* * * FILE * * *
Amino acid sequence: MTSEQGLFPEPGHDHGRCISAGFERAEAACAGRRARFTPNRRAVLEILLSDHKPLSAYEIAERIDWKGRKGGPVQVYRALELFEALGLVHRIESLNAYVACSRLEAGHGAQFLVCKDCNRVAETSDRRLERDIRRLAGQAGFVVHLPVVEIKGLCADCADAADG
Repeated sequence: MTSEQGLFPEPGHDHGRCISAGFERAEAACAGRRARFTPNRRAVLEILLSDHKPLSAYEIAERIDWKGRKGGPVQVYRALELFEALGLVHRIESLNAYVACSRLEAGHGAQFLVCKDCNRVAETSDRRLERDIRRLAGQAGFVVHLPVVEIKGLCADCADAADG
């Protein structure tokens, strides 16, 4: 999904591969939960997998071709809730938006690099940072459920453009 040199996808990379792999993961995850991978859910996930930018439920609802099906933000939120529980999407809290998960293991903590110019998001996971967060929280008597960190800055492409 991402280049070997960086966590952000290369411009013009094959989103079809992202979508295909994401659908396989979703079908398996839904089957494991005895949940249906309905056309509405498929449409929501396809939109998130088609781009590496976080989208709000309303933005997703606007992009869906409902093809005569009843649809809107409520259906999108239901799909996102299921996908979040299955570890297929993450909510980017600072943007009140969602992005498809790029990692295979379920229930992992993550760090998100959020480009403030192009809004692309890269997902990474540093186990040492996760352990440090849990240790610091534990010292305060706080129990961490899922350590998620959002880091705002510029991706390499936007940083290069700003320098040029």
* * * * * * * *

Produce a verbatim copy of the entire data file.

Amino acid sequence: MTSEQGLFPEPGHDHGRCISAGFERAEAACAGRRARFTPNRRAVLEILLSDHKPLSAYEIAERIDWKGRKGGPVQVYRALELFEALGLVHRIESLNAYVACSRLEAGHGAQFLVCKDCNRVAETSDRRLERDIRRLAGQAGFVVHLPVVEIKGLCADCADAADG
Repeated sequence: MTSEQGLFPEPGHDHGRCISAGFERAEAACAGRRARFTPNRRAVLEILLSDHKPLSAYEIAERIDWKGRKGGPVQVYRALELFEALGLVHRIESLNAYVACSRLEAGHGAQFLVCKDCNRVAETSDRRLERDIRRLAGQAGFVVHLPVVEIKGLCADCADAADG
């Protein structure tokens, strides 16, 4: 999904591969939960997998071709809730938006690099940072459920453009 040199996808990379792999993961995850991978859910996930930018439920609802099906933000939120529980999407809290998960293991903590110019998001996971967060929280008597960190800055492409 991402280049070997960086966590952000290369411009013009094959989103079809992202979508295909994401659908396989979703079908398996839904089957494991005895949940249906309905056309509405498929449409929501396809939109998130088609781009590496976080989208709000309303933005997703606007992009869906409902093809005569009843649809809107409520259906999108239901799909996102299921996908979040299955570890297929993450909510980017600072943007009140969602992005498809790029990692295979379920229930992992993550760090998100959020480009403030192009809004692309890269997902990474540093186990040492996760352990440090849990240790610091534990010292305060706080129990961490899922350590998620959002880091705002510029991706390499936007940083290069700003320098040029």